Look it up. Hastings, UK is right where it’s always been – or is it? Hastings is located in Sussex, on the southern coast of England, about midway between Brighton and Dover. It’s an old, old town. King Alfred the Great designated it in about 880AD as a burh, which was a fortified town. There are only thirty-three burhs listed in the circa 941AD document titled Burghal Hidage. So we know Hastings had been around at least 1100 years. To me, that is not only old, that is ancient.
A lack of appreciation of the “ancient-ness” of Hastings led me to make some erroneous assumptions. I figured that historians had it all figured out. The Battle of Hastings was a pretty major battle, a turning point (or so I’ve read) for England. Everything there is to know about Hastings was already known. All I needed to do was find some good books.
Wrong on all accounts.
No significant or validated artifacts from the Battle of Hastings have ever been found. This one fact left me stunned. How can so little be known about a battle in which thousands of men and, I assume, horses were killed; in which thousands of weapons fell to the ground, trampled into the mud; and in which tens of thousands of arrows were launch? And yet not one shred of physical evidence of the battle has ever been found?
Apparently, the soil in southeast England is very acid, and the reason for not finding artifacts of the battle has been blamed on the steel from all those soldiers and all those weapon dissolving over the past millennium. I cannot say whether this is true, or whether, as some have claimed, that the archeologists were not searching in the right place. Yes, you heard me right. Serious controversy exists with respect to the site of the Battle of Hastings, famously located at Battle Abbey. And this controversy will not be resolved in a few month, nor, I fear, even in a few years. It may well continue past my lifetime.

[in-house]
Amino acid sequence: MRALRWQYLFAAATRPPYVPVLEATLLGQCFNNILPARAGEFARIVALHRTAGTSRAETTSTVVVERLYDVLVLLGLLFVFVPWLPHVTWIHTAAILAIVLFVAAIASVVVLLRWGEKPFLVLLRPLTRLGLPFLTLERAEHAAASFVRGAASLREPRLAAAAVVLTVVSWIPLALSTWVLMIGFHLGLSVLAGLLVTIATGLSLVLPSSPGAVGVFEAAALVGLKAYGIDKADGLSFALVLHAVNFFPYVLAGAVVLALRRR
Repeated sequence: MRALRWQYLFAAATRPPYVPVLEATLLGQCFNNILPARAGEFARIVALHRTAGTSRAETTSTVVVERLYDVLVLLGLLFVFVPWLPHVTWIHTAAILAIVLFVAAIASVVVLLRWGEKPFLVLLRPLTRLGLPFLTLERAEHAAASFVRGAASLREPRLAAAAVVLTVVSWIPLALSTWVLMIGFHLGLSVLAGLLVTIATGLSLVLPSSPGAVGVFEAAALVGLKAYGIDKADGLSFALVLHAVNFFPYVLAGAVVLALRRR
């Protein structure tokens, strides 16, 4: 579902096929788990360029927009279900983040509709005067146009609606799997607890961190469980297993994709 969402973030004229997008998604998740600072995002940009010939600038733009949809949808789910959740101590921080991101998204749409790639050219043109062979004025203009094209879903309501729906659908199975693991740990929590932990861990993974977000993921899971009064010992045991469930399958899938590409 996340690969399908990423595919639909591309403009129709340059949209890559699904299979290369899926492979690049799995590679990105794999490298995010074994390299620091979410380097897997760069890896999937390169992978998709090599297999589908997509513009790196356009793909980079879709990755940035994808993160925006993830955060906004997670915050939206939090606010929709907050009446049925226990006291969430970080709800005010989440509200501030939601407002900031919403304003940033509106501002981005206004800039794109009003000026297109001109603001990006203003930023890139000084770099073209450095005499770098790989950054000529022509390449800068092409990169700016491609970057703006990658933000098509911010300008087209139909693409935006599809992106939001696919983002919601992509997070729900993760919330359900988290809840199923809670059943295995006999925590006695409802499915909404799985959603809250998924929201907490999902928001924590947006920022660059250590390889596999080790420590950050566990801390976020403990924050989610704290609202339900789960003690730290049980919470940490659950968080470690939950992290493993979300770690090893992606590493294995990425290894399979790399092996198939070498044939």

To add to the confusion, agreement cannot even be reached on the location of the burh of Hastings. Where was this town that the Normans burned down until not a shred of it was left?
How can I write a book about a historic battle, about a turning point in the history of England, and even in the history of Europe, without knowing where the battle and town were located?
I’m a researcher, I’ve spent forty years as a research engineer, so my solution was to start searching for answers. I’m on the wrong continent to do any real, in-person, research, but I started looking up every book and every website I could find. I did visit Hastings briefly. I talked with a local historian. I joined in discussions on the internet. In the end, it all rests on individuals’ reputations. I have accepted the fact, finally, after months of reading and listening, that there is no easy answer. The trained historians firmly believe Hastings is and was where it has always been, that the Normans built their castle on the ashes of the burh, and that the battle was fought at Battle Abbey.
Whether I agree or disagree with these positions isn’t relevant. I have decided to use the advice of a writing instructor I had. With apologies to researchers and historians alike, I’ll stay as much within the historic framework as I can, but in the end, it is all about what makes a good story.
Regardless, I’ll continue the search.